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Discipline

Not all 27-year-olds have a resumé quite like his. At this young age, Brandon Matson has already compiled an impressive list of achievements. After a distinguished career leading soldiers in the Infantry, the conventional U.S. Army’s most physically demanding branch, Matson was honorably discharged from active duty service this past March. He recently got married, moved to a new home in Torrance and began a job in government affairs for the Torrance Area Chamber of Commerce.

Although transitioning to a new lifestyle, Matson continues to challenge himself physically. Every day he either takes a jiu-jitsu class at UFC Gym in Torrance or runs with a group of friends at North Torrance High School (this all before heading to work). After work he lifts weights three days a week; he even installed a full Olympic lifting gym in his garage. And he’s no stranger to beachside training: he often runs the stairs at Avenue C on the Esplanade in Redondo Beach.

His military background helped Matson to become disciplined—the character trait he credits most for his ability to stay healthy. “I enjoy feeling physically healthy, but what I enjoy even more is being in control of my human nature, so to speak, by being disciplined. That’s what a healthy lifestyle is really all about for me.”

PULSE: What’s your favorite exercise?
BM: Deadlifts because I feel it is a true test of strength since you literally just pick up as much weight as you can and lift it off the ground.

PULSE: What is your most challenging workout?
BM: Hard interval training on the track.

PULSE: Is there any exercise/workout you’ve tried and will never do again?
BM: Running long distances (8+ miles). Long, slow runs are terrible for my body. I prefer interval workouts or tempo runs at the beach (two to
five miles).

PULSE: Are you an adventure seeker?
BM: Yes, to a certain degree. I have jumped out of an airplane on multiple occasions in the Army. I attended Airborne School to be certified to do that. I also fast roped out of helicopters on multiple occasions. I also rode my bicycle from Torrance to the Oregon border when I was 20. I rode along the coast and stayed at beach parks along the way.

PULSE: What’s the scariest training exercise you ever had to perform in the military?
BM: Rappelling/rock climbing in Nepal. As I was getting ready to rappel down a 250-foot cliff face, I noticed the rope I was using was a bit frayed. The course was very safe looking back, just a bit more gut-wrenching at times because I was out of my comfort zone and I was only one of four English speakers in the course.

PULSE: With all the exercise, your diet must be important to you. How strict are you with your eating habits?
BM: My diet consists of protein, carbohydrates and healthy fats; however, I do not count calories or count grams of protein, etc. I simply try to eat fresh and healthy food during three meals a day. Following a workout, I eat fruit with chocolate milk. My wife and I enjoy eating out at the many great restaurants in Torrance and throughout the South Bay. Our favorite “cheat meal” is going out for boba after dinner.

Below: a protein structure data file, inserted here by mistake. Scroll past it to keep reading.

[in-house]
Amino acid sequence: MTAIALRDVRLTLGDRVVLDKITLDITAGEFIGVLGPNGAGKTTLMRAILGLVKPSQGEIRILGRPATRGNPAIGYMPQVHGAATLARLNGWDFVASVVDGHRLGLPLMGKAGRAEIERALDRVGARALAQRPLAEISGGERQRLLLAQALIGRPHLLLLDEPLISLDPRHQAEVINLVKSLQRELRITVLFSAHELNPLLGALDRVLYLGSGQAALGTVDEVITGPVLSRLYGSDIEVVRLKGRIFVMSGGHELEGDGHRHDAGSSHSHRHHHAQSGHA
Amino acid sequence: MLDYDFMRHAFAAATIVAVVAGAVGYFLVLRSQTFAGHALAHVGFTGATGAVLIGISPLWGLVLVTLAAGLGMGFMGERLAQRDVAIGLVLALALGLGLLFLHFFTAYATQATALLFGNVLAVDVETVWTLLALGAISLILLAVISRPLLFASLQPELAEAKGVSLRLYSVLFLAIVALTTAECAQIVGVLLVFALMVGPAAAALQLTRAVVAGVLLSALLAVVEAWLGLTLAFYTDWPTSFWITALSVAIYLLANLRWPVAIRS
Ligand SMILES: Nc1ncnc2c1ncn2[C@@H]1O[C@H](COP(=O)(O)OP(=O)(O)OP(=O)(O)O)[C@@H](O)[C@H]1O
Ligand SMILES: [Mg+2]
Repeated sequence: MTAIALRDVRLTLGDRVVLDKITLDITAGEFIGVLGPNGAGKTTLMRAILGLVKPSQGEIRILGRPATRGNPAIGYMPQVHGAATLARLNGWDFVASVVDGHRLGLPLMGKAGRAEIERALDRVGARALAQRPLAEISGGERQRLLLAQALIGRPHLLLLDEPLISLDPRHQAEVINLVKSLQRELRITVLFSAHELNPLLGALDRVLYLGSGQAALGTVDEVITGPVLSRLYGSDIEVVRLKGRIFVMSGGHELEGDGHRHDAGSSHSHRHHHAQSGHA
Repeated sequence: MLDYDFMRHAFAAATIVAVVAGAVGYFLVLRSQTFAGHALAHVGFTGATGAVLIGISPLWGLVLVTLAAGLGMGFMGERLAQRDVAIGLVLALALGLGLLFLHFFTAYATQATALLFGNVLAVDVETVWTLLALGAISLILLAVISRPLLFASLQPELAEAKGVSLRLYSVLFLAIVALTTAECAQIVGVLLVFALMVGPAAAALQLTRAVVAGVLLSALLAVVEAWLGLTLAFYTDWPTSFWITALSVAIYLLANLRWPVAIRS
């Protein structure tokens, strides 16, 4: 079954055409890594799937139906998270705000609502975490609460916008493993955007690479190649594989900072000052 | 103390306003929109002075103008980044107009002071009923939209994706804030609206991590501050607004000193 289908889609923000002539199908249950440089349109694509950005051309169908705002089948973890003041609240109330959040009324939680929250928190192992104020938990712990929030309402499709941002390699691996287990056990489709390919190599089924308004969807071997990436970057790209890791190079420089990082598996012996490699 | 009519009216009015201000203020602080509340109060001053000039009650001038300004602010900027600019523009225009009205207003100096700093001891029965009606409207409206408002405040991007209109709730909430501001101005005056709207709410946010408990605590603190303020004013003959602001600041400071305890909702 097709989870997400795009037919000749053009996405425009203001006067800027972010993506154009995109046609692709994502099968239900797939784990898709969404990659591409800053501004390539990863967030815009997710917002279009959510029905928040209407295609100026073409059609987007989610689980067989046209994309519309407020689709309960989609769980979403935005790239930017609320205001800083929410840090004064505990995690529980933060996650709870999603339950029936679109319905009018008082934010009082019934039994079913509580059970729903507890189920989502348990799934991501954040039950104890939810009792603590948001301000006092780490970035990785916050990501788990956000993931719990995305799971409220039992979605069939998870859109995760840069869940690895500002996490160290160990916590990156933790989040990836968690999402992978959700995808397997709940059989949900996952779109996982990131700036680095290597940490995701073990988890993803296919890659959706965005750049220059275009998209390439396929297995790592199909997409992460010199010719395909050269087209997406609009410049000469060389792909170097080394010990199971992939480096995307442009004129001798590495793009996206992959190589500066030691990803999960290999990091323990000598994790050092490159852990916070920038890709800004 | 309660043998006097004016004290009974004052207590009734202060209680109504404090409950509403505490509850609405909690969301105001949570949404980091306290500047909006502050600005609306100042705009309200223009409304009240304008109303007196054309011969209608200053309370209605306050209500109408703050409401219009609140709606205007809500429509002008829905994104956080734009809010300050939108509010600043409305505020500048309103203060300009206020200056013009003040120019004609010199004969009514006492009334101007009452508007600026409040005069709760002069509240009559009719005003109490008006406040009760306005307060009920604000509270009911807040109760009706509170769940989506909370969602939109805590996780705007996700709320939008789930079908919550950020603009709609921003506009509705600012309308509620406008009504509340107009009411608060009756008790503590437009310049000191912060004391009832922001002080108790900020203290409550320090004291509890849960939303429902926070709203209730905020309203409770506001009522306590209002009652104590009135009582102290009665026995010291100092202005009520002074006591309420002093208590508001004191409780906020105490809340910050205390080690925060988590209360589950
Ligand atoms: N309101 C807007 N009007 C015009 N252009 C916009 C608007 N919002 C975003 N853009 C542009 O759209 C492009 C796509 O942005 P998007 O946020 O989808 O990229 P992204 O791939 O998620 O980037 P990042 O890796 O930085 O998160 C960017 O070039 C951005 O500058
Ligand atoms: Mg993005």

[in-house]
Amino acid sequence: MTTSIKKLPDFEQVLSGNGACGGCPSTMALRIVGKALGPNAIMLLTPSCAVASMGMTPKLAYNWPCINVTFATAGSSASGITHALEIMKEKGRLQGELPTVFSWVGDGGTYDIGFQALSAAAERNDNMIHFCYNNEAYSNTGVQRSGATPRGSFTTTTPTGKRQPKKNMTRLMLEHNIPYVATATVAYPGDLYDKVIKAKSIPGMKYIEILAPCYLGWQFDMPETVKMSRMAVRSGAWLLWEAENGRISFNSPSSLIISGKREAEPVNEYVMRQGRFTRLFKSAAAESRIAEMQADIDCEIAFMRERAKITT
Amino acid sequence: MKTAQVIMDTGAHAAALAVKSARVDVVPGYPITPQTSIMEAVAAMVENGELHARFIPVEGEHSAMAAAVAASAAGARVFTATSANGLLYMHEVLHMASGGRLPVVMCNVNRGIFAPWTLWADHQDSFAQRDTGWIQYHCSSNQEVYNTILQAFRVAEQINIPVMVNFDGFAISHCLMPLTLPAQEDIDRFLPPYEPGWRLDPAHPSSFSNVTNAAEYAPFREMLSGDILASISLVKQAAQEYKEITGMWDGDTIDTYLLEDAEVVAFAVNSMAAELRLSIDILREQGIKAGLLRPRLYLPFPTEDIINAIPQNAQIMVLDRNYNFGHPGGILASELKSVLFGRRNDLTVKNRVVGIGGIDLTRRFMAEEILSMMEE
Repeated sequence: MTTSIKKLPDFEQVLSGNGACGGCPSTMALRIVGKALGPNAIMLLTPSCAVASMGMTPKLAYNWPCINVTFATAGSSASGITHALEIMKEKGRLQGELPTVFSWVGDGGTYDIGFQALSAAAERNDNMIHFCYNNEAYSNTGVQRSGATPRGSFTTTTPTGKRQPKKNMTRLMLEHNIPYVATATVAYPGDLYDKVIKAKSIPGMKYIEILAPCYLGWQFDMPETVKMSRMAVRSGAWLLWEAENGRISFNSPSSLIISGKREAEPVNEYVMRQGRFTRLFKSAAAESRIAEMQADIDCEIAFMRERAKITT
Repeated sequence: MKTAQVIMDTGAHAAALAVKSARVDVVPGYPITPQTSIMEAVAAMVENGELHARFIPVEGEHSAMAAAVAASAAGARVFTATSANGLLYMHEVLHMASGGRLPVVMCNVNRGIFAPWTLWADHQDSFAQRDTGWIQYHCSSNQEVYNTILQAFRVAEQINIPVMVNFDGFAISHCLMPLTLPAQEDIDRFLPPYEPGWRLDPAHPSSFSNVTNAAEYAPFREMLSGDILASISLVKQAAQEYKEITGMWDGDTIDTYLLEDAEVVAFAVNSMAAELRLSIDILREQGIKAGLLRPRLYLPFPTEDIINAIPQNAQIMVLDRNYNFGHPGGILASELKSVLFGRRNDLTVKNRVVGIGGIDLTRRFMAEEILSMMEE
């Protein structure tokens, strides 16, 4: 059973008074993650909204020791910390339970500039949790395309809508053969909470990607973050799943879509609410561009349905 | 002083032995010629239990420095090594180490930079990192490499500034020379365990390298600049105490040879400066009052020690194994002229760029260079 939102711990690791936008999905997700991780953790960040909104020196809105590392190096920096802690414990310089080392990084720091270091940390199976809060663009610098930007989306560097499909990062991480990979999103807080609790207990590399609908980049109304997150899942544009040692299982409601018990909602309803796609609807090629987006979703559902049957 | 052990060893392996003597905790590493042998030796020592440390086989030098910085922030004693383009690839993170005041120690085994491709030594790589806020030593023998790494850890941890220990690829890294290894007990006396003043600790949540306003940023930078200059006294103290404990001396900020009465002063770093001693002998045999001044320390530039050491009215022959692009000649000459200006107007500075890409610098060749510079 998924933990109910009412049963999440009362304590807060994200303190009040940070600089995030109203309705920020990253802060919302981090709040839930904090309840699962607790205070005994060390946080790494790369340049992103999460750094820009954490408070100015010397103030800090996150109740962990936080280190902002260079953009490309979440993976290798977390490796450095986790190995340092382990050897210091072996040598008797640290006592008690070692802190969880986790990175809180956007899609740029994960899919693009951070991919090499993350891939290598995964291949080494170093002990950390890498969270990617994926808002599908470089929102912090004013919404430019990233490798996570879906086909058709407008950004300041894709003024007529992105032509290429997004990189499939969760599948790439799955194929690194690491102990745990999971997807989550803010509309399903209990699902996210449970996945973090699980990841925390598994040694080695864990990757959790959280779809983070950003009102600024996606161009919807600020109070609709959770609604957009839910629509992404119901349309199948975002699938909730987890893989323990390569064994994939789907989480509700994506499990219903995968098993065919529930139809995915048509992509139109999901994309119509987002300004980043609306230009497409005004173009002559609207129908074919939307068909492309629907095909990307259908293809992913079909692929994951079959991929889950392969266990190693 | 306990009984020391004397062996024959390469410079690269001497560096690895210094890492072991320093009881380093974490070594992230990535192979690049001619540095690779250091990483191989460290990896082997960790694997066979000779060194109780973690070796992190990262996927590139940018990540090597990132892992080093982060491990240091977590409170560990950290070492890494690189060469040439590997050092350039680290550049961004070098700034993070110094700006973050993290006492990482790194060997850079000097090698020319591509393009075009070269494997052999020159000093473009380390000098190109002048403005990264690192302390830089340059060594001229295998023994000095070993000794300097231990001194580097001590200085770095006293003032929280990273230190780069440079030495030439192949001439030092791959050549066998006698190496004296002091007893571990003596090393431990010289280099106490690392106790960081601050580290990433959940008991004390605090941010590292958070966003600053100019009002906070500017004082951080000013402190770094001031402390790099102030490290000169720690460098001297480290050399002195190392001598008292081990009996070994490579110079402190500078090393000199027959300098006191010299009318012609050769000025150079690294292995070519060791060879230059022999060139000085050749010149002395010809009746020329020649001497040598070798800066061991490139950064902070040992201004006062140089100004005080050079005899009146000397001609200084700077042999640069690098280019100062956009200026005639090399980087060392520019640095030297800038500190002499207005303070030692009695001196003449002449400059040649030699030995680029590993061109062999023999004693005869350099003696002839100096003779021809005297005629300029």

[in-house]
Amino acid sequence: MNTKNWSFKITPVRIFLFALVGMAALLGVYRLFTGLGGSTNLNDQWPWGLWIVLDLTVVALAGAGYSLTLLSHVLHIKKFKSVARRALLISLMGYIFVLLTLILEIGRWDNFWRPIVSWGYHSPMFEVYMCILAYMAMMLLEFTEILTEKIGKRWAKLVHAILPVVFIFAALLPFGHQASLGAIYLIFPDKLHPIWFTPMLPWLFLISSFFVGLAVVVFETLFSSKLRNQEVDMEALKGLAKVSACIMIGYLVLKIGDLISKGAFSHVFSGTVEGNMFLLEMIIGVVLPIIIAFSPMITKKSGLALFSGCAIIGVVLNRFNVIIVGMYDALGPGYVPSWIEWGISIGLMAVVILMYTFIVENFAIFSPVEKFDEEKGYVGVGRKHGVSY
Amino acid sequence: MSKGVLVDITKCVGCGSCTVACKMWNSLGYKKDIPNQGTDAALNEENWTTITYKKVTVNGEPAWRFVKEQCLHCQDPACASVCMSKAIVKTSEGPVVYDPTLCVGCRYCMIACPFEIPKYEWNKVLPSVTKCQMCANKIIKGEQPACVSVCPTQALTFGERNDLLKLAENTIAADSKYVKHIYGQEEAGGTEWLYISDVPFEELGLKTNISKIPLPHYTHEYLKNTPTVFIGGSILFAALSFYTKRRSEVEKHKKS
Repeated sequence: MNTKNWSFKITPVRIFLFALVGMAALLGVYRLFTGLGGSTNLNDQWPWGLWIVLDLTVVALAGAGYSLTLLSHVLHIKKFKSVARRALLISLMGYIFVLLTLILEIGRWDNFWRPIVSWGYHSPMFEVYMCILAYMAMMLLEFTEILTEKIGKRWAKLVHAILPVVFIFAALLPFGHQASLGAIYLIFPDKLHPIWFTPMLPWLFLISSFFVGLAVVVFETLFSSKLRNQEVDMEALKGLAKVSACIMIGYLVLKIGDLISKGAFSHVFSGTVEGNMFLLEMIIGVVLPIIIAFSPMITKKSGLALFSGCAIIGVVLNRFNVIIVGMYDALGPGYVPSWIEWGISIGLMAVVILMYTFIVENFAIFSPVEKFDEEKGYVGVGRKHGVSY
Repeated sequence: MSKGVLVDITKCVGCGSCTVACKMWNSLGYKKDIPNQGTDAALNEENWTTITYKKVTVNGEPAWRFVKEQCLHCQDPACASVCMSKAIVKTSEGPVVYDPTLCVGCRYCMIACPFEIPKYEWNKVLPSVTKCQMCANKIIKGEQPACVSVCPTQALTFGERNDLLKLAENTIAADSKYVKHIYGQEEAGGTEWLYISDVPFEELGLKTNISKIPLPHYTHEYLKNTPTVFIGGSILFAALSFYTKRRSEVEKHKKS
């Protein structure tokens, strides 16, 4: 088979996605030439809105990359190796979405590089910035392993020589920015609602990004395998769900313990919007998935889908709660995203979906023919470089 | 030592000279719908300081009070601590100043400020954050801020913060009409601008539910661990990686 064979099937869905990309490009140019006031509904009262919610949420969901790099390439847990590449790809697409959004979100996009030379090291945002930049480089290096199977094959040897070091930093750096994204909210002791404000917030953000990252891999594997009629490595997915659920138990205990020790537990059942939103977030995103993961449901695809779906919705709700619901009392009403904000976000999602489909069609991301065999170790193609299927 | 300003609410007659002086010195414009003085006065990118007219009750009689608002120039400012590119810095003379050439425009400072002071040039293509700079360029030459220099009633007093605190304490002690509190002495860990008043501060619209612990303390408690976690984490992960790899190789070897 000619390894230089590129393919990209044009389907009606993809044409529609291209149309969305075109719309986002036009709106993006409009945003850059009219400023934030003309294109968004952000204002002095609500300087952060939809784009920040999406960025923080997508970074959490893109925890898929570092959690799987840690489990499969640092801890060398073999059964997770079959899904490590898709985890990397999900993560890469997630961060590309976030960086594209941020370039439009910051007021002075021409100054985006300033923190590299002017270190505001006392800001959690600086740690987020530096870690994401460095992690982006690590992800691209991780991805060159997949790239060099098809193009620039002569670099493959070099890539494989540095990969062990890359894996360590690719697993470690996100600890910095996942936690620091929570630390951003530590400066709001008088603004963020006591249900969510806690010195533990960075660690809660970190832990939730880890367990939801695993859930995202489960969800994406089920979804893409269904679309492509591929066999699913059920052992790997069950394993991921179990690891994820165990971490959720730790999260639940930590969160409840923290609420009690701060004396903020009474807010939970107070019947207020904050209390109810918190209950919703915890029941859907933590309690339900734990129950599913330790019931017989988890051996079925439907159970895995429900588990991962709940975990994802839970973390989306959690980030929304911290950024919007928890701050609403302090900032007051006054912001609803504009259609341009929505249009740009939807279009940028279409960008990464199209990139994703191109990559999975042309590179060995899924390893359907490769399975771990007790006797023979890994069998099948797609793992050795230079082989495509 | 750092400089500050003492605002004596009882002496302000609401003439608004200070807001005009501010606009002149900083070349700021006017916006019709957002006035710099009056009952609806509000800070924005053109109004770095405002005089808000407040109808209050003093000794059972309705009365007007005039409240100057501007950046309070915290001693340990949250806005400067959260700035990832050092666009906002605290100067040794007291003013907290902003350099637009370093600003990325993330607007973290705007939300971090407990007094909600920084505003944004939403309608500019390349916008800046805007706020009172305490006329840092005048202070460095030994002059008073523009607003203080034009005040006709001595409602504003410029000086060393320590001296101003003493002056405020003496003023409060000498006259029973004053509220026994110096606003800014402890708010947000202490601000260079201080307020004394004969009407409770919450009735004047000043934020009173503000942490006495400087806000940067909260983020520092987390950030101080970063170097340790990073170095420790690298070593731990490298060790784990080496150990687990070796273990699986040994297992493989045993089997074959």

PULSE: Any other guilty pleasures?
BM: I love getting popcorn at the movies.

PULSE: What about your youth helped shape healthy habits for you?
BM: Growing up in the South Bay, my parents encouraged me to be active and supported my participation in sports. In high school I was fortunate to have great coaches at North Torrance High, who developed me both on and off the playing field. My experience playing basketball, football and track/field at North really developed my understanding of fitness in general and set the conditions for me to go on to play basketball at Los Angeles Harbor College, later graduate from the UCLA Army Reserve Officer Training Corps (ROTC) program and become a leader of soldiers in the conventional Army’s most physically demanding branch of service, the Infantry.

PULSE: Do you work out with friends or do you prefer to work out alone?
BM: Both. I work out with my friends for the camaraderie and to see what they do that helps them get bigger, faster and stronger. I also work out alone because I don’t want to ever need to have someone else push me or need music to motivate me. I like having the discipline to need no one but myself.

PULSE: How did your time in the military shape your healthy lifestyle?
BM: The military trained my body to endure some pretty extreme physical tests of endurance. Military fitness is focused on training your body to be functional, meaning being self-sufficient to not just survive but fight in various conditions. A lot of the fitness I became accustomed to was walking long distances (20+ miles) tactically, while carrying sustainment to last for a few days, including ammunition, equipment, food and shelter (weighing about 55 pounds). We also did a lot of functional fitness, focusing on training the body as a whole, to build a balance of strength, endurance, speed and agility. The military kept me in shape well into adulthood. I feel that I am in better shape now at 27 than I was at 17.

PULSE: How have you transitioned from such an active job to a more sedentary, “everyday” work schedule?
BM: I do sit a bit more than I am used to, but my job is actually quite active and I am able to be out in the community often. I have adapted to the time schedule by waking up earlier to work out.

PULSE: What does summer remind you of or mean to you?
BM: It’s the American Dream. Working hard, reaping the benefits of your hard work, being with friends and family, BBQs and the beach.

Categories: Feature,Health Tip

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